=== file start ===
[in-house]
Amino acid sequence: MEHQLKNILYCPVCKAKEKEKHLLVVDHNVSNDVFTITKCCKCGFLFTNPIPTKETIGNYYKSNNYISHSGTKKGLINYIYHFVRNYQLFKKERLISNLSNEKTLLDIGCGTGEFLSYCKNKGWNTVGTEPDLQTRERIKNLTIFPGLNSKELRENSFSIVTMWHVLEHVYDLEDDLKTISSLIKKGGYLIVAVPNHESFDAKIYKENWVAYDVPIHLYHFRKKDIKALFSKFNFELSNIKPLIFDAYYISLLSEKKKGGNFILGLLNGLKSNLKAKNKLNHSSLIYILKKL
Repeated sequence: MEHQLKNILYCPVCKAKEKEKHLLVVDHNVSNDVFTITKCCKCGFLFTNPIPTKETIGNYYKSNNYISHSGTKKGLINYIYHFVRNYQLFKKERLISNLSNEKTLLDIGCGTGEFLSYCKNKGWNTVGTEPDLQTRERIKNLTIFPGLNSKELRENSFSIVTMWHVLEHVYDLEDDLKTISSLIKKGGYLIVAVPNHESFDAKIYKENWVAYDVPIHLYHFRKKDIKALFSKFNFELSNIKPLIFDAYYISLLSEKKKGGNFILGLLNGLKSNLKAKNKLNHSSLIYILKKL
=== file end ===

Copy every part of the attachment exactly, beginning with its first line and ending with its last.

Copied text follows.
[in-house]
Amino acid sequence: MEHQLKNILYCPVCKAKEKEKHLLVVDHNVSNDVFTITKCCKCGFLFTNPIPTKETIGNYYKSNNYISHSGTKKGLINYIYHFVRNYQLFKKERLISNLSNEKTLLDIGCGTGEFLSYCKNKGWNTVGTEPDLQTRERIKNLTIFPGLNSKELRENSFSIVTMWHVLEHVYDLEDDLKTISSLIKKGGYLIVAVPNHESFDAKIYKENWVAYDVPIHLYHFRKKDIKALFSKFNFELSNIKPLIFDAYYISLLSEKKKGGNFILGLLNGLKSNLKAKNKLNHSSLIYILKKL
Repeated sequence: MEHQLKNILYCPVCKAKEKEKHLLVVDHNVSNDVFTITKCCKCGFLFTNPIPTKETIGNYYKSNNYISHSGTKKGLINYIYHFVRNYQLFKKERLISNLSNEKTLLDIGCGTGEFLSYCKNKGWNTVGTEPDLQTRERIKNLTIFPGLNSKELRENSFSIVTMWHVLEHVYDLEDDLKTISSLIKKGGYLIVAVPNHESFDAKIYKENWVAYDVPIHLYHFRKKDIKALFSKFNFELSNIKPLIFDAYYISLLSEKKKGGNFILGLLNGLKSNLKAKNKLNHSSLIYILKKL